Can’t believe it is over a year since my last post – so much for New Year resolutions! 2021 was clearly an interesting year for the sector as online and hybrid became the norm in universities and colleges. After literally decades of trying to persuade academic colleagues to engage more with technology but finding resistance and lots of excuses, with Covid lockdowns suddenly it had happened.
The big question for me during this time was, ‘how much will stick?’. As I write the jury is still out, however from what I am hearing I fear the answer may be ‘not a lot’. As someone who has always believed that technology and the digital landscape can mitigate many of the barriers to engaging with full time higher education by enabling a hybrid approach, the impression I get is that in the post Covid world hybrid will be ditched in favour of a choice between online and classroom.
So students and staff will once again be constrained by a binary choice of course delivery method. The student who is incapacitated but not unwell (e.g. a broken leg) will not be able to participate in a classroom delivered course. Students with caring responsibilities may no longer be able to enrol on classroom delivered courses. The ability to participate in learning via Teams or Zoom may once again be reserved for online delivery only. Flexible learning will once again become pretty much only available through online and distance learning.
I do hope I am wrong because it would be a real shame to lose the knowledge and experience academics, support staff, and institutional have built up during Covid.
The institutional VLE is often blamed for all sorts of issues and challenges around teaching in an increasingly digital landscape. In a new addition to our workshop series, participants are given the chance to ‘lose the VLE’ and are tasked with redesigning one of their modules without using the VLE. In doing so, participants reflect on their use of educational technology and the affordances it can bring. This is achieved by identifying the activities undertaken in the VLE and attempting to undertake them in other systems. By the end of the session participants will have a greater understanding of their VLE and be in a position to decide if it is the most appropriate tool to deliver their teaching activities.
For the purposes of the workshop we offer alternatives for three key areas of VLE activity:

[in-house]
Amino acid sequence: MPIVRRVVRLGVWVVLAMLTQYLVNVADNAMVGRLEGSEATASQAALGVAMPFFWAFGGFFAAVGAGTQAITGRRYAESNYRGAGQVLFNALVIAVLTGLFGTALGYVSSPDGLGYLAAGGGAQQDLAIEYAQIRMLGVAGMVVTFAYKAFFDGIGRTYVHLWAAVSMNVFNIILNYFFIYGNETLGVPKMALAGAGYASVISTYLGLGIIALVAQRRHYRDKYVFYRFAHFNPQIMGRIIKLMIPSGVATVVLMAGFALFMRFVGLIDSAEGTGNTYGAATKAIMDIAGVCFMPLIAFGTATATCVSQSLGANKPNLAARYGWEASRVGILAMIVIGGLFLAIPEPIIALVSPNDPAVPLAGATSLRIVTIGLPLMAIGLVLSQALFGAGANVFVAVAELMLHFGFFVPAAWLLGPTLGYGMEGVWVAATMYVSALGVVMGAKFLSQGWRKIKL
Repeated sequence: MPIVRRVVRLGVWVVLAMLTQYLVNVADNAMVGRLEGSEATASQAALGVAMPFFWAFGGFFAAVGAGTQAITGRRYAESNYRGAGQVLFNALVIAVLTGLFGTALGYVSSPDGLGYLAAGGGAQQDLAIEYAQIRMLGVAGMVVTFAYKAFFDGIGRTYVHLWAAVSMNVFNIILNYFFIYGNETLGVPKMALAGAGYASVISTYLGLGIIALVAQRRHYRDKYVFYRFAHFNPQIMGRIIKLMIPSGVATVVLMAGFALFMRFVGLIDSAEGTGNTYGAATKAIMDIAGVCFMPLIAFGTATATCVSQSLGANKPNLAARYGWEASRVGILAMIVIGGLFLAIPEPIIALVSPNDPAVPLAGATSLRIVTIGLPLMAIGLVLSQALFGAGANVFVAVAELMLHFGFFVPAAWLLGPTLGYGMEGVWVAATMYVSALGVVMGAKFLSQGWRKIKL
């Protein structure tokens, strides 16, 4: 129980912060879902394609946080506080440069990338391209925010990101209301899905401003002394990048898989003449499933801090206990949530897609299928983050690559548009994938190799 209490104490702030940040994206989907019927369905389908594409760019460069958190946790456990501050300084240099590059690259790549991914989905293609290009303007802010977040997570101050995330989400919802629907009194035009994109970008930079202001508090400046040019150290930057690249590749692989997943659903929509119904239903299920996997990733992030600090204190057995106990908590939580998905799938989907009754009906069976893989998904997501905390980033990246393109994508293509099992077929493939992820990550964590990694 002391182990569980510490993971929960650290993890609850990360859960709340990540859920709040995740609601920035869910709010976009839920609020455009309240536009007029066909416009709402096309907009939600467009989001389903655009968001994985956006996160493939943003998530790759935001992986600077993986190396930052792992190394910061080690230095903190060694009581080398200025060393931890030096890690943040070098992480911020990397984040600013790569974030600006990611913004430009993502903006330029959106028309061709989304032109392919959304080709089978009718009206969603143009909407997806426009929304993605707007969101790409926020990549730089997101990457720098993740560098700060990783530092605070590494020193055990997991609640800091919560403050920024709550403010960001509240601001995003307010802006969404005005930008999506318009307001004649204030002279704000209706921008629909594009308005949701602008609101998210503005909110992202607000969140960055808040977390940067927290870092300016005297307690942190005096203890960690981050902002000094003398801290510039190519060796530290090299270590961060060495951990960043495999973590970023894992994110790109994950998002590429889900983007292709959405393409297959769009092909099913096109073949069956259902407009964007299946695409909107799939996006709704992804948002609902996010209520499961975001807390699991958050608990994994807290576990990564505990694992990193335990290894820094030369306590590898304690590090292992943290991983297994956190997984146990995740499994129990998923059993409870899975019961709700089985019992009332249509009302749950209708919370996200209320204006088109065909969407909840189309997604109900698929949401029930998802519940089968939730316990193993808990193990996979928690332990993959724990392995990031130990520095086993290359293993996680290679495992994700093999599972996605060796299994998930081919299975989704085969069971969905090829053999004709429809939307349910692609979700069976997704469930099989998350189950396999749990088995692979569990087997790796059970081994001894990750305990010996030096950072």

- Communications & activities: Microsoft Teams which allows sharing, collaboration, chat, group video calls, and is more likely to be used by students when they enter the workplace.
- Content: Kortext (www.kortext.com) as a repository for reading materials and Mediasite (www.mediasite.com) for video related materials; both of which offer analytics on use.
- Assessment: Turnitin (www.turnitin.com) as an end-to-end assessment platform
The workshop design can accommodate small or large numbers, with participants sat in groups of 5-10 for the redesign activity, with the whole cohort coming together to share feedback. At the end, participants are asked to vote on whether or not to keep their VLE – with some interesting results!
This workshop was first run at Perth UHI as part of their Learning & Teaching conference.
One of the best pieces of advice I have ever been given is to reflect regularly. One of the problems of being freelance is that reflection is often dropped to get the paid work done.
So today I re-read the paper I co-published at UoG with Vicki Dale & Josephine Adekola for the QAA Scotland Enhancement Theme, ’Student Transitions’ (https://journal.alt.ac.uk/index.php/rlt/article/view/1973/pdf_1). This paper provides a framework to support a campus based university in becoming capable in blended and online learning.
On re-reading it I have been pleasantly surprised at how well it resonates with much of the consultancy work I have undertaken since leaving Glasgow, as well as relating directly to keynotes and workshops delivered for HE & FE clients. Papers like this are essential underpinning to strategic change, but clients also need a tangible action plan with clearly identified activities and outcomes.
So, I have decided to start mapping actions against the framework to build a pick’n’mix set of options for universities and colleges as they develop their provision for learning & teaching in the evolving digital landscape – watch this space.